If you're looking for good Australian cinema and fiction sites, there are limited options. One site with reviews of Australian books is It has an emphasis on childrens and young adult books.

It could be worth a look if you want to browse what Australian books are around and read some down-to-earth reviews, with an emphasis on a young age-group.

Sam Worthington

Before Sam Worthington was in Terminator: Salvation, Avatar or Clash of the Titans he was in a remake of Macbeth set in contemporary Melbourne and directed by Geoffrey Wright (Romper Stomper).

Here is the movie trailer:

Below is an interview with Sam Worthington about his life and getting the acting role in Avatar, on Australian TV show Rove Live:

Australian Screen Online

The Australian Screen Online website has a range videos from Australian films, but the written commentary that accompanies the videos on the site is largely bureacratically sanctioned 'cultural politics' judgments about 'dominant social practices.'

I do not recommend the written content but there are a lot of videos available to watch free on the site and the written content can be disregarded.


Crackerjack is stars Mick Molloy as Jack Simpson, a scamming telemarketer who holds a membership of his local lawn bowls club because it provides him with a convenient car park in the city.

His membership has worked well for him until the bowls club, facing financial troubles and dwindling memebership, calls on Jack to play for them in a cash-prize tournament.

Stop-motion short film Zero

Here is a trailer for Australian stop-motion short film Zero:

Below is a behind the scenes video for Zero:

For more on Zero, visit

Australian blogs on cinema and/or fiction

The following blogs are some of the better Australian ones I have come across on cinema and/or fiction:

The Story Department

Screenwriting 101 or Misadventures in WA Film

Fiction Etal

They each have interesting posts. One day I might find a post on the craft of screenwriting with reference to the work of Akira Kurosawa or Robert McKee, the next I might find a post on what is being taught in an Australian University about storytelling, the next I might find a review of a book by Australian/Canadian author Catherine Jinks or of a book by Stephen King.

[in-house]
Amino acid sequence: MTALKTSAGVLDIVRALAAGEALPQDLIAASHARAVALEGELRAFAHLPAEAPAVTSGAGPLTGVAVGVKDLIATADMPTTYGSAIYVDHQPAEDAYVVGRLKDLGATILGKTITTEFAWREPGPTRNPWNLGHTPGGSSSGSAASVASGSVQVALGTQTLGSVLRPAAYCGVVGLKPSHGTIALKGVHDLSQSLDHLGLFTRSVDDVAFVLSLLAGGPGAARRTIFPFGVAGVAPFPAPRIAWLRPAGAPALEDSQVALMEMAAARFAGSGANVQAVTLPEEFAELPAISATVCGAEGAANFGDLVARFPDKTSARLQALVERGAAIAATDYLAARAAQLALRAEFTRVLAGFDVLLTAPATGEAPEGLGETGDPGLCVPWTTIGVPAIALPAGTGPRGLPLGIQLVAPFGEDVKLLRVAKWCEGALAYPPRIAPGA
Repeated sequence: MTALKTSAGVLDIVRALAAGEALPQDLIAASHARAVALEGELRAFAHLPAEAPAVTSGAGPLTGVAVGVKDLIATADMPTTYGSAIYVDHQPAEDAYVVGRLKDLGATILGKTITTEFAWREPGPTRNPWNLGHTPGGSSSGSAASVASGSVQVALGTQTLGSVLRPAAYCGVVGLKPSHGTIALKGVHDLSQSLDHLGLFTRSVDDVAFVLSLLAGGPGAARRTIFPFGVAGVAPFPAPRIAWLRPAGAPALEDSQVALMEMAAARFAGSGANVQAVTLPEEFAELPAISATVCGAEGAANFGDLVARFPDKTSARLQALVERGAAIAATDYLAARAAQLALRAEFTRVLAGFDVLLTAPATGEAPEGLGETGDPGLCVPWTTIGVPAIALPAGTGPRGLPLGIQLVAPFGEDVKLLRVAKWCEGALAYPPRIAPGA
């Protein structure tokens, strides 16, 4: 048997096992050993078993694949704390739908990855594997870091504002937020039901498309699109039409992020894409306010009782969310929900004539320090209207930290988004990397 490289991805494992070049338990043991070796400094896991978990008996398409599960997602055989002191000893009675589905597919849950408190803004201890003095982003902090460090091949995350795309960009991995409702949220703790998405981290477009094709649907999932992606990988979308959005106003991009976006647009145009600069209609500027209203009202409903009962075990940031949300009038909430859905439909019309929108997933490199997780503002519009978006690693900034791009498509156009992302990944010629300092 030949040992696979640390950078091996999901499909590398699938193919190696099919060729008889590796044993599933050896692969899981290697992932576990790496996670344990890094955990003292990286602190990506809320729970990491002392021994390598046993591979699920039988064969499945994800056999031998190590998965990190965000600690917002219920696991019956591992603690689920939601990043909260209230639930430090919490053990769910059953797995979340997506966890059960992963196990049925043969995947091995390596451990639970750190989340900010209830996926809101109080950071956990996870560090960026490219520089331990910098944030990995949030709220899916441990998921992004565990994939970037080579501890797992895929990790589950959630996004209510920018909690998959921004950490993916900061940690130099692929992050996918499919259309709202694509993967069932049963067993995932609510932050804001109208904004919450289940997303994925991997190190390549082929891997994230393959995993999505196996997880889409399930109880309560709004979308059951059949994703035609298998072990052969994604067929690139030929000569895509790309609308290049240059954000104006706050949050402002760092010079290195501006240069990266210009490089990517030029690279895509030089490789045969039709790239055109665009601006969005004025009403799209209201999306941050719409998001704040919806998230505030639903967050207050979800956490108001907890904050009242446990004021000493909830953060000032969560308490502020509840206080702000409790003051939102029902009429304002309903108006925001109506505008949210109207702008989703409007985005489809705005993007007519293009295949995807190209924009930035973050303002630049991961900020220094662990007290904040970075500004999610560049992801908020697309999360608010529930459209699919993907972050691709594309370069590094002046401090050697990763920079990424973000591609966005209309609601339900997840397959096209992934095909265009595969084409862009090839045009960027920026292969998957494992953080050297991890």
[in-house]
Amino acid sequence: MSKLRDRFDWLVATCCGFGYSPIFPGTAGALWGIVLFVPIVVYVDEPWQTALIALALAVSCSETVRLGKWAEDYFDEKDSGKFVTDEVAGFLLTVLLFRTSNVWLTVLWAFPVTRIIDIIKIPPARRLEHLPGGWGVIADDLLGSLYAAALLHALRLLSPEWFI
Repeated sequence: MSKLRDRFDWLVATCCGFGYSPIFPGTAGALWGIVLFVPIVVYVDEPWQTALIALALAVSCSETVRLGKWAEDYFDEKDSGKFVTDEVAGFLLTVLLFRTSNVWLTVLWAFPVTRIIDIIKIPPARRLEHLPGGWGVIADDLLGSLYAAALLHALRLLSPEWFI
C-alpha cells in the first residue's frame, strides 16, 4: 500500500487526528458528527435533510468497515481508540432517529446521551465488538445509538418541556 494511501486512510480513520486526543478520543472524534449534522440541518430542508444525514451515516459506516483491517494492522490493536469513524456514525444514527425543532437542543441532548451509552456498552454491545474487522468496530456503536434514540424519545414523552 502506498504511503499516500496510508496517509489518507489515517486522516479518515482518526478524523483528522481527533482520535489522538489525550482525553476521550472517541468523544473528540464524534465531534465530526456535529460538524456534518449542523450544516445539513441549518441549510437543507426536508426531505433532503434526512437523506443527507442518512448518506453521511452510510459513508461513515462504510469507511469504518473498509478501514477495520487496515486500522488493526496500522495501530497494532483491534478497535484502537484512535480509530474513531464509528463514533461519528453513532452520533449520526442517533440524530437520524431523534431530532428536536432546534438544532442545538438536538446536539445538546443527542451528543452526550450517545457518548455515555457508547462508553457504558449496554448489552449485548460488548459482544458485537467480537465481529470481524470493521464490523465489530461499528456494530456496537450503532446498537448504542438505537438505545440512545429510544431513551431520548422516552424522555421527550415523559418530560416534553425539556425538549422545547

For anyone interested in writing, I recommend having a browse of the above blogs.


I finally watched the movie Australia, directed by Baz Luhrman(Romeo and Juliet, Moulin Rouge), and found it riddled with cultural politics cliches. Here is a trailer:

If your idea of a good movie is one that is designed to symbolically challenge supposed stereotypes of 'race, gender and economic class' then this is another offering of the usual stuff.

If not, you'll probably get the impression that you're being talked down to with cultural politics messages and stereotypes that don't quite work.

Tony Park

Here are podcasts by Tony Park, an Australian author who splits his time between Australia and Africa, and writes adventure novels set in Africa.

His personal blog is at

The synopsis for his novel Silent Predator on is as follows:

In a luxury private safari lodge in Kruger National Park, Detective Sergeant Tom Furey has just woken to a protection officer's worst nightmare. The VIP in his charge, British Assistant Minister for Defence, Robert Greeves, has vanished.

Knowing his career is on the line, Furey vows not to stop until Greeves is found - dead or alive. He and his South African counterpart, Inspector Sannie Van Rensburg, go against official orders and start the hunt for the suspected band of terrorists through the outer limits of the National Park to the coastal waters of Mozambique. Increasingly drawn to Tom, Sannie can't resist becoming more and more involved in his dangerous mission, even risking her job to help him.